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The Future of Home Building and Residential Construction

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The U.S. could be seeing a boom in mass timber projects. Photo courtesy Travis Mark Photography and MESH Architectures

As an architect, Eric Liftin has been fascinated with the ways that spaces create “a good feeling” in their inhabitants, he says. That feeling comes about not only because of a space’s proportions and light but also because of its surfaces.

With that in mind, Liftin set out to design a building using mass timber, whose wood-grained surfaces feature pleasing variations. “It’s not repetitive, it doesn’t feel mass produced, it feels organic,” says Liftin, founder and principal, MESH Architectures.

With mass timber, compressed layers of wood form incredibly strong cross-laminated timber (CLT) for building components such as columns and beams. The U.S. could be seeing a mass timber boom, Fast Company recently reported. As of March, almost 1,390 mass timber projects in the U.S. had been constructed or were in design.


It wasn’t just the visually appealing quality of wood that drew Liftin to mass timber. Long focused on sustainability and passive house principles, Liftin was also attracted to mass timber’s environmental benefits. Buildings and the construction sector account for almost two-fifths of global carbon dioxide emissions—over a tenth of which results from manufacturing building materials and products, including cement and steel. Unlike the cement and steel used in traditional buildings, the wood in CLT can be biodegradable or reused.

“CLT checks off all the boxes on sustainability,” Liftin says.

Rendering of roof deck in Timber House
Timber House has rooftop solar panels for energy, and even electric charging stations in each parking spot. Rendering courtesy MESH Architectures

But before his firm could construct a mass timber building, Liftin first had to clear a hurdle: “The only obstacle was the DOB,” Liftin says, referring to the New York City Department of Buildings, which enforces the city’s building codes and regulations.

Liftin learned that while the DOB didn’t allow CLT, it did allow for another mass timber product called glue-laminated timber (GLT). “It’s an older technology that was grandfathered into the code,” Liftin says.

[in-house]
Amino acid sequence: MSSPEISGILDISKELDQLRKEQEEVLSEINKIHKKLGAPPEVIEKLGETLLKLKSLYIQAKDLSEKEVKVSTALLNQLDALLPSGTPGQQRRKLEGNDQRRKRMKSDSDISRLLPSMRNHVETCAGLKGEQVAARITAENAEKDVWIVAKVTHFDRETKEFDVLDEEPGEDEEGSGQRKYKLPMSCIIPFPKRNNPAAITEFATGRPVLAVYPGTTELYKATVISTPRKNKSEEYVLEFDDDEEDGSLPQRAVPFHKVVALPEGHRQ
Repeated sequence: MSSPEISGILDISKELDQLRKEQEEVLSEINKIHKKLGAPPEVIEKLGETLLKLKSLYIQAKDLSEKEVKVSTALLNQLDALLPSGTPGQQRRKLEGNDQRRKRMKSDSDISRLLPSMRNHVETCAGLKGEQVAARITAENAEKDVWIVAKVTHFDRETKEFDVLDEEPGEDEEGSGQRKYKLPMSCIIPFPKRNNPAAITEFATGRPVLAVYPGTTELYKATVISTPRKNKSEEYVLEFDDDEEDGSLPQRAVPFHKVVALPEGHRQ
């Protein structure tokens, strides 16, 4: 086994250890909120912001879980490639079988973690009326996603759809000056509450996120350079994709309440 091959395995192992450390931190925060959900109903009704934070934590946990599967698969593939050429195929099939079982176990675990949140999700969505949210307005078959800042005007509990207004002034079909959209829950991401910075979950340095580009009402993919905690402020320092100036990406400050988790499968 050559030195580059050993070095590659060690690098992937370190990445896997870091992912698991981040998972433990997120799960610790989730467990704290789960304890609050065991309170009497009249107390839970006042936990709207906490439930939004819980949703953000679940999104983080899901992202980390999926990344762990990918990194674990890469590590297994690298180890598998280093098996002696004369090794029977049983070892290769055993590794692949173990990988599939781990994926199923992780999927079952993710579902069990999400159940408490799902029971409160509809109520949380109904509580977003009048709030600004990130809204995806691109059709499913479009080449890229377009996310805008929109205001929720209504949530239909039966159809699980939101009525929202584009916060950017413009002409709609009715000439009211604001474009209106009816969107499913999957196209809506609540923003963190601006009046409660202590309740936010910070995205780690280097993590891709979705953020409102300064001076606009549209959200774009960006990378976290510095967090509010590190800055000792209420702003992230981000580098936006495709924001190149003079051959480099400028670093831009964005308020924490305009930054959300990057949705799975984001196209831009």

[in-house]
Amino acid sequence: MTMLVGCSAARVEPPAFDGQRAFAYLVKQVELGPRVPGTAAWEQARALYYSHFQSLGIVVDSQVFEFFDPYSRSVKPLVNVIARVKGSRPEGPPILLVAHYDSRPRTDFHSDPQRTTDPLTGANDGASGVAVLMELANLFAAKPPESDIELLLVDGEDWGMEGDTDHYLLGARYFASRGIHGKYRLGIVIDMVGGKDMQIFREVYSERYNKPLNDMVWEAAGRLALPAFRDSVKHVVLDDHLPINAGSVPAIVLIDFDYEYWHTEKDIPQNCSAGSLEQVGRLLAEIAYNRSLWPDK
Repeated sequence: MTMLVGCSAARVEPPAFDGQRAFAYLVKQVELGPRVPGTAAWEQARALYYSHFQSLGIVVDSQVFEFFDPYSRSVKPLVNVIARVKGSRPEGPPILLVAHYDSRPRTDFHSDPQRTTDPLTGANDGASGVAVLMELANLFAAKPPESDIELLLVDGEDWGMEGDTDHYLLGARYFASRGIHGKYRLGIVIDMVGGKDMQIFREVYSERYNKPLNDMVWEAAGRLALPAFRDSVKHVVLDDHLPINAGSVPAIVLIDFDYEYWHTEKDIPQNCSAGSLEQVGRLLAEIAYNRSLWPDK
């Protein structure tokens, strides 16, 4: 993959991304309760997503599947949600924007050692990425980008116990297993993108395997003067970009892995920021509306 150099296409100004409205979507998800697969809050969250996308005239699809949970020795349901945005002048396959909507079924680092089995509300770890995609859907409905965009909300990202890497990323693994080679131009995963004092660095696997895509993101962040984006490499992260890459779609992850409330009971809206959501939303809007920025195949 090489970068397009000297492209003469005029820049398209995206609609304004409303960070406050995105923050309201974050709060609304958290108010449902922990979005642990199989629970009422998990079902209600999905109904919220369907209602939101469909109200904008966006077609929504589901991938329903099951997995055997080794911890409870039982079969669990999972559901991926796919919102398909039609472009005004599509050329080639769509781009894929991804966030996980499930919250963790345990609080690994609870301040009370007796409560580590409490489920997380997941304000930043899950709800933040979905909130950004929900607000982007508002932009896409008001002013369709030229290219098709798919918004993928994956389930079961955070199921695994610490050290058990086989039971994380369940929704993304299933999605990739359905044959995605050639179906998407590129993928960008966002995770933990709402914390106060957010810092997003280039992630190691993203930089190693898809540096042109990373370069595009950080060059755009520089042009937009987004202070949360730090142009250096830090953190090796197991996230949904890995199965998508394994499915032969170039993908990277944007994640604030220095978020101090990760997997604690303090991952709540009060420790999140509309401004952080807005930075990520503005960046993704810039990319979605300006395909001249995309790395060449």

The DOB gave its approval for MESH Architectures’ GLT project, Timber House, in 2020. Co-developed by MESH and The Brooklyn Home Company, Timber House was completed earlier this year. It’s the largest and tallest mass timber building in New York and the city’s first mass timber condo building, according to the developers. In the Brooklyn neighborhood of Park Slope, the six-floor building includes studios and one-, two-, and three-bedroom units—14 units in all—ranging in price from $595,000 to $4 million.

For the design team, mass timber required frontloading the engineering, Liftin explains. The team had to have a completely accurate digital model that specified all the pieces and sizes of the timber, as well as all the connections and penetrations for the mechanicals.

“You put it together like you put together a very large piece of Ikea furniture,” Liftin says. “Everything is pre-cut and pre-drilled, so it all goes together in the field easily.”

Rendering of building cross section for Timber House
Build codes required Timber House to have a concrete core. Rendering courtesy MESH Architectures

The design and engineering process also had to consider the differences between CLT and GLT. With CLT, layers of wood get glued together with one layer perpendicular to the one below it, creating an “exceedingly strong” material, Liftin says. With GLT, all the pieces of wood line up in the same direction—which creates a very strong material in one direction but not the other. When holes are cut into CLT (to allow for pipes, for instance), it still maintains its structural integrity. When holes are cut into GLT, those areas have to be reinforced.

Timber House’s columns, beams, and floor plates are all GLT. Yet the building had to have a concrete core per code requirements, and its lot-line walls also had to be CMU (concrete masonry units) because they’re fire-rated walls, Liftin says.

Additionally, Timber House follows passive house principles. The building has an air-sealed, well-insulated envelope and triple-glazed windows. Energy-recovery ventilation (ERV) units provide conditioned ventilation—bringing in fresh, ventilated air and exhausting used, stale air—and air-source heat pump units produce heating, air conditioning, and hot water.

Timber House interior bedroom
The six-floor building includes studios and one-, two-, and three-bedroom units, ranging in price from $595,000 to $4 million. Photo courtesy Matthew Williams and MESH Architectures

Rooftop solar panels provide energy, and mineral wool and polyisocyanurate insulation reduce the need for AC. Each of the building’s 10 parking spots has an electric charging station.

And the mass timber created the beautiful wood surfaces that first attracted Liftin. “We don’t have drop ceilings in the major rooms, just exposed timber,” he says. “The structure is like sculpture.” (The air ducts and sprinklers fit behind drop ceilings in the hallways and some of the walls.)

While MESH Architectures doesn’t have immediate plans for another mass timber project, Liftin says he’s excited to take on the next one. Whatever that project is, getting approval for it should be easier. In October 2021, the New York City Council approved the use of CLT in buildings up to 85 feet, or about six or seven stories.